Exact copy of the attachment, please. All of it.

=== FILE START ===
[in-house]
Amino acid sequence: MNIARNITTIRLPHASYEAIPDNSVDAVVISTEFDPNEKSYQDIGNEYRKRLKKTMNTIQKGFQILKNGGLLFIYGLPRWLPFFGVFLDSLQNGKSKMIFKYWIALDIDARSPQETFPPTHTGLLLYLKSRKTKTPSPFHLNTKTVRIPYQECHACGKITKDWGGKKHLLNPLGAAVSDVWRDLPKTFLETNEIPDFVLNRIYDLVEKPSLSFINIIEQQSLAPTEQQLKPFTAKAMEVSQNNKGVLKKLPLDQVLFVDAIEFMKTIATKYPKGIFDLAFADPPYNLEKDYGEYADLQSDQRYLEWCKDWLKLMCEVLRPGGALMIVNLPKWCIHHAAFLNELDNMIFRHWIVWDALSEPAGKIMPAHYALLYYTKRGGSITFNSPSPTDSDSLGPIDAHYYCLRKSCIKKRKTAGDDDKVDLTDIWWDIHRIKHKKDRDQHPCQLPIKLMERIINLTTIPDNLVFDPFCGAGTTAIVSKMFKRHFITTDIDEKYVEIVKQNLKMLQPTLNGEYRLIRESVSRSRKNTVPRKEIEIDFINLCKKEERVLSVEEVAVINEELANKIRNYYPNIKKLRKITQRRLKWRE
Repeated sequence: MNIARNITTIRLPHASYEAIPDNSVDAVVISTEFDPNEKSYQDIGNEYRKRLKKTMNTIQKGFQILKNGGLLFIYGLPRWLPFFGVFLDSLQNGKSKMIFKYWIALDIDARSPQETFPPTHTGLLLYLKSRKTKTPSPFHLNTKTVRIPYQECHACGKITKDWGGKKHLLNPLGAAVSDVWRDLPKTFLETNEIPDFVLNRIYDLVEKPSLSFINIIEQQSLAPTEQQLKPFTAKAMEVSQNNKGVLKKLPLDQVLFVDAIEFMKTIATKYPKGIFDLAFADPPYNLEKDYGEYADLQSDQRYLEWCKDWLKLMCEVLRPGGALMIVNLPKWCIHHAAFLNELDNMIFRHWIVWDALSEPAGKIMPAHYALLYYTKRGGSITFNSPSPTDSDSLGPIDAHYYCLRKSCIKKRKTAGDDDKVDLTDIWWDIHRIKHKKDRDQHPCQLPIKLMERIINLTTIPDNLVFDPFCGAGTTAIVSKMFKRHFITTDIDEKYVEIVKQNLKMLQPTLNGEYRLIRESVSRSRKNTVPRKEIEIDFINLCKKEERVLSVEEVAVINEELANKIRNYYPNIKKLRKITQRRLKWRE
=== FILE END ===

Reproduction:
[in-house]
Amino acid sequence: MNIARNITTIRLPHASYEAIPDNSVDAVVISTEFDPNEKSYQDIGNEYRKRLKKTMNTIQKGFQILKNGGLLFIYGLPRWLPFFGVFLDSLQNGKSKMIFKYWIALDIDARSPQETFPPTHTGLLLYLKSRKTKTPSPFHLNTKTVRIPYQECHACGKITKDWGGKKHLLNPLGAAVSDVWRDLPKTFLETNEIPDFVLNRIYDLVEKPSLSFINIIEQQSLAPTEQQLKPFTAKAMEVSQNNKGVLKKLPLDQVLFVDAIEFMKTIATKYPKGIFDLAFADPPYNLEKDYGEYADLQSDQRYLEWCKDWLKLMCEVLRPGGALMIVNLPKWCIHHAAFLNELDNMIFRHWIVWDALSEPAGKIMPAHYALLYYTKRGGSITFNSPSPTDSDSLGPIDAHYYCLRKSCIKKRKTAGDDDKVDLTDIWWDIHRIKHKKDRDQHPCQLPIKLMERIINLTTIPDNLVFDPFCGAGTTAIVSKMFKRHFITTDIDEKYVEIVKQNLKMLQPTLNGEYRLIRESVSRSRKNTVPRKEIEIDFINLCKKEERVLSVEEVAVINEELANKIRNYYPNIKKLRKITQRRLKWRE
Repeated sequence: MNIARNITTIRLPHASYEAIPDNSVDAVVISTEFDPNEKSYQDIGNEYRKRLKKTMNTIQKGFQILKNGGLLFIYGLPRWLPFFGVFLDSLQNGKSKMIFKYWIALDIDARSPQETFPPTHTGLLLYLKSRKTKTPSPFHLNTKTVRIPYQECHACGKITKDWGGKKHLLNPLGAAVSDVWRDLPKTFLETNEIPDFVLNRIYDLVEKPSLSFINIIEQQSLAPTEQQLKPFTAKAMEVSQNNKGVLKKLPLDQVLFVDAIEFMKTIATKYPKGIFDLAFADPPYNLEKDYGEYADLQSDQRYLEWCKDWLKLMCEVLRPGGALMIVNLPKWCIHHAAFLNELDNMIFRHWIVWDALSEPAGKIMPAHYALLYYTKRGGSITFNSPSPTDSDSLGPIDAHYYCLRKSCIKKRKTAGDDDKVDLTDIWWDIHRIKHKKDRDQHPCQLPIKLMERIINLTTIPDNLVFDPFCGAGTTAIVSKMFKRHFITTDIDEKYVEIVKQNLKMLQPTLNGEYRLIRESVSRSRKNTVPRKEIEIDFINLCKKEERVLSVEEVAVINEELANKIRNYYPNIKKLRKITQRRLKWRE